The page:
Matthew Wright

It was one of those awful coincidences. Last Friday evening I was having a few beers with a friend, in a local pub. He was calculating the likely impact energy if 2012 DA14 – due to make a close pass over Indonesia – were to ever hit us.

There are websites with Java script that do this, but it’s easy yourself if you have figures for velocity and mass –  a function of volume and density – plus the formula and a calculator. (Yes, I know it had been published, but it’s fun to do the math. I’m a geek and so are my friends. Remember…geeks won….)

Nobody realised another object was about to explode over Chelyabinsk – ‘Tankograd’ of Second World War fame.

The 1200 injured from flying glass is the largest human toll recorded from a meteor strike. The cost to Russia will be in the millions of…

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The Food and Wine Hedonist

In every issue, Bon Appétit magazine features a Q&A with a celebrity asking about his or her quirky food habits and favorite things to eat. Until a few years ago, it had always included this question: “What three things are always in your refrigerator?” I was intrigued by that question and was bummed when they stopped asking it.  The decision may have been made because celebrity refrigerators sometimes aren’t very interesting—I remember several saying the one thing that’s always in their refrigerator is a bottle of champagne. Bor-ing. (Next to the leftover smoked salmon pizza from Spago, right?)

I still think it’s a cool question, as it lends interesting insight into a person’s tastes and cooking styles. If I were to answer, I’d say things like good European cheeses, lemons, and fresh herbs including thyme, cilantro, and basil. Still, I realize those answers aren’t particularly exciting and are a little…

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Forward Walking

I’m the youngest of six kids. I have two brothers–the oldest is David and the other is Sean.

Sean and I didn’t get along when we were younger.

Don’t get me wrong, it was nothing serious. More of a personality difference. I liked Sci-Fi, he liked sports. I wanted to watch cartoons, he wanted to push me over and watch Rocky. As for sentimentality, Sean’s got a big heart but pretends to be a bit rough around the edges—like a Teddy bear dipped in cement.

One day when I was six, Sean completely reversed his role of a “big bully” brother by doing something that I’ve never forgotten—he saved my life. I was playing with some water toys at a pool, and went too far into the deep end. Not knowing how to swim, I panicked and started to splash around, crying out for help. I went under the water…

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Manic Muses

BrainDuring his last State of the Union address, US President Barack Obama briefly touched on the idea of the US Federal Government funding a program for a Brain Activity Map (BAM).  Basically, signals sent by every brain cell would be recorded so we can better understand the circuitry of human thoughts, feelings and emotions. (1)  The implications of successfully completing a project like this are enormous – from advances in everything from medicine to artificial intelligence (AI). The project is, supposedly, the next logical scientific progression for the US after the strides we made in cancer research in the 70’s and the human genome project of the 90’s.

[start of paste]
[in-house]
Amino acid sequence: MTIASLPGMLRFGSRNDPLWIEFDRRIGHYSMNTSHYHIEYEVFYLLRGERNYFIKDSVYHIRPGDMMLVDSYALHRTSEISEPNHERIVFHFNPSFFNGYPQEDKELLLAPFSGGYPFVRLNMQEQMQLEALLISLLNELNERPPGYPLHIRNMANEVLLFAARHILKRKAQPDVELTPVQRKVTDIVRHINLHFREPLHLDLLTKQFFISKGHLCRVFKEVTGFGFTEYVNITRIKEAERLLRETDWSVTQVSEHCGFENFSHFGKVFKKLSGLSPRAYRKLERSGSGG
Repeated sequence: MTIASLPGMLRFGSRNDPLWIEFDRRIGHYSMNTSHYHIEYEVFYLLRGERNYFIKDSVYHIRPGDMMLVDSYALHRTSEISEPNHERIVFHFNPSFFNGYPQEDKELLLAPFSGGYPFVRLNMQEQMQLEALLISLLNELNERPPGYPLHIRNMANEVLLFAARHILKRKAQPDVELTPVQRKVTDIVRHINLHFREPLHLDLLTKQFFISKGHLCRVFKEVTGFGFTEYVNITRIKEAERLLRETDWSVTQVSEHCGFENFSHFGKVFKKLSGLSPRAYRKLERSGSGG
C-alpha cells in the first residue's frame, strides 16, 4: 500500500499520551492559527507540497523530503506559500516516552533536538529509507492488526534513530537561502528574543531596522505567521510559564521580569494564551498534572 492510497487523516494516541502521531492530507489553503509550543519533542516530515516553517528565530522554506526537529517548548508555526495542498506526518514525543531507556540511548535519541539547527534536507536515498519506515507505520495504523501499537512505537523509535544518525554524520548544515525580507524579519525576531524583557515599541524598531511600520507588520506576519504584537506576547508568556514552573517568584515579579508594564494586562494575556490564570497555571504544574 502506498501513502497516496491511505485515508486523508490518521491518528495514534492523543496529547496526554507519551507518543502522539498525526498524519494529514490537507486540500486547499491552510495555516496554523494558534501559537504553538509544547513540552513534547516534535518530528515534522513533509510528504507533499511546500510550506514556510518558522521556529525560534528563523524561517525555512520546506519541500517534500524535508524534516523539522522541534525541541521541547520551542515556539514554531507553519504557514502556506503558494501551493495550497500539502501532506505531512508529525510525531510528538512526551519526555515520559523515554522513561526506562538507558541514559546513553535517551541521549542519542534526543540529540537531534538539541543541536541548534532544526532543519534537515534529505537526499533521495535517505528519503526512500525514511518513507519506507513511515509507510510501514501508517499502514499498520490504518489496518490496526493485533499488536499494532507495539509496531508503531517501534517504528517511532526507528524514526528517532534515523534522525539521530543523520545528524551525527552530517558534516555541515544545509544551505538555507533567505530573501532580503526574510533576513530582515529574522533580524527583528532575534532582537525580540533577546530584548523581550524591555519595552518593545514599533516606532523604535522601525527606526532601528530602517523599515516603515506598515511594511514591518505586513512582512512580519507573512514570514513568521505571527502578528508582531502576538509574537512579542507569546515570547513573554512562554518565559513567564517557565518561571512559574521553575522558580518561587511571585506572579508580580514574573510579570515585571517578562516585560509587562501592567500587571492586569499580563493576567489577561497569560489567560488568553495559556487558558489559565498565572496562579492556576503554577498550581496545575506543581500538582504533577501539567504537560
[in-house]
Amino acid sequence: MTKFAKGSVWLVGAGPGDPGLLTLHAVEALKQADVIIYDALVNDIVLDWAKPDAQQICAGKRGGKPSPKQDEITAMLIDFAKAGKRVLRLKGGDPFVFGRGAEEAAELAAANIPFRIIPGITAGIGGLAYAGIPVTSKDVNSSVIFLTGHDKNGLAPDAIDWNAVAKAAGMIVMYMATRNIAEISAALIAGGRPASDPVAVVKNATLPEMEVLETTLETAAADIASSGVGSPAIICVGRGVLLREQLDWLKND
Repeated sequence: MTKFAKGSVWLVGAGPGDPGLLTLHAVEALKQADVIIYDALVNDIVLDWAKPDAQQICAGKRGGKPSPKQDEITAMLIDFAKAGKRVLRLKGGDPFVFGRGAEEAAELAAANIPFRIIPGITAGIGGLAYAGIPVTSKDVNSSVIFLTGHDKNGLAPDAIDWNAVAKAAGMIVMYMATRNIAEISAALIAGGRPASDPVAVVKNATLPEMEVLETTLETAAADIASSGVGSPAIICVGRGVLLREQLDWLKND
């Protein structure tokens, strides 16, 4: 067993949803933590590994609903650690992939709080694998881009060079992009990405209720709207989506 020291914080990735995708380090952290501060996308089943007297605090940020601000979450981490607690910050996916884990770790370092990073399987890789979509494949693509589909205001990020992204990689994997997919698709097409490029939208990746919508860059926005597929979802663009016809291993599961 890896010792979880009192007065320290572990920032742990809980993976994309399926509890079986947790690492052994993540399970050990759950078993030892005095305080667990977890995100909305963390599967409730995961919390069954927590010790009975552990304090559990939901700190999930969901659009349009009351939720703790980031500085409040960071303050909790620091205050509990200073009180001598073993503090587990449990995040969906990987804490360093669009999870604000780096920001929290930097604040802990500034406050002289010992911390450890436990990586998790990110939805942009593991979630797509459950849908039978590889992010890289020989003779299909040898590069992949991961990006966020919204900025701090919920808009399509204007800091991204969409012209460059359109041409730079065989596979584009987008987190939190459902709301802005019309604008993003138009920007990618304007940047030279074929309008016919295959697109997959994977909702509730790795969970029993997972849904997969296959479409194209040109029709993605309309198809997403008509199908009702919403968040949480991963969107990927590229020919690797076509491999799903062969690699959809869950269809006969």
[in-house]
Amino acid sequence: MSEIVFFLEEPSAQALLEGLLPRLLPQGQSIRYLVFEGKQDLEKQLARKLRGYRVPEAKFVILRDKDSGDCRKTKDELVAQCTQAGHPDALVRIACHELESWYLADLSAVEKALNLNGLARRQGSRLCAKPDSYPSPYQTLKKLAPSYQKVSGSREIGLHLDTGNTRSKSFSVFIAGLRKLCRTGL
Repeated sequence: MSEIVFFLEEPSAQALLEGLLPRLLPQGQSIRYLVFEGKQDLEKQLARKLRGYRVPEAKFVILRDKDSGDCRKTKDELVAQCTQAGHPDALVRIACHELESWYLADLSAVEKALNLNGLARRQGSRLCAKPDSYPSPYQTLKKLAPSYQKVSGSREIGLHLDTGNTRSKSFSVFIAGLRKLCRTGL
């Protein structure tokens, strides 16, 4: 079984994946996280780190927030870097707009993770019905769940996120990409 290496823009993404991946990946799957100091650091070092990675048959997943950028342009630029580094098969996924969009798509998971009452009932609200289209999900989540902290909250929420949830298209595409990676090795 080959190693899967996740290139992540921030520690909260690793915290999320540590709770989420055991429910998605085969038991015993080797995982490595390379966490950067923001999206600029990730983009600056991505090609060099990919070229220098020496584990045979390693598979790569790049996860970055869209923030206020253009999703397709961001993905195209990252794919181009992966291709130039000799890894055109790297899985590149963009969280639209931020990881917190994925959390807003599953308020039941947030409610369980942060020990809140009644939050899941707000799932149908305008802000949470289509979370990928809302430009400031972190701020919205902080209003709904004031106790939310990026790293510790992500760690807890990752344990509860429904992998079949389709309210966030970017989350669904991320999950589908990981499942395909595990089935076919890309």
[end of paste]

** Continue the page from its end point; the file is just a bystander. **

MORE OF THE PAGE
Of course, instead of the President selling this program with examples of potential benefits to mankind, the message immediately became about the positive economic impact a program of BAM’s magnitude could have.  For example, for every dollar spent on the human genome project (on…

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Brian Fanelli

The New York Times has a great article today about the politics of the under 30 generation. The overall thesis is that the politics of young people reflects a belief that government can solve problems and we do indeed need to continue funding programs like Medicare and Social Security. This is the anthesis of the conservation revolution of the 1980s that helped elect Ronald Reagan twice, followed by George Bush I and later George Bush II. It is also very much possible that this generation, much like the younger generation that supported Reagan, could reshape American politics in profound ways for years to come. Essentially, after seeing President Obama get re-elected twice and Democrats winning five out of the last six federal elections, we could be seeing the unraveling of the Reagan revolution and trickle down economics.

The article, titled “Young, Liberal and Open to Big Government,” focuses on college students in Montana…

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Dancers on a Plane by Jasper Johns

Once again, I feel compelled to address some claims made by the art critic Jonathan Jones at The Guardian.  This time, Jones has written a piece attacking Banksy.  This in itself is not the problem.  The problem is that the attack makes very little sense under close examination.

Here is the crux of Jones’s argument:

Some art can exist just as well in silence and obscurity as on the pages of newspapers. The Mona Lisa is always being talked about, but even if no one ever again concocted a headline about this roughly 510-year-old painting it would still be as great. The same is true of real modern art. A Jasper Johns painting of a network of diagonal marks surrounded by cutlery stuck to the frame, called Dancers On a Plane – currently in an exhibition at the Barbican – was just as real, vital and profound when…

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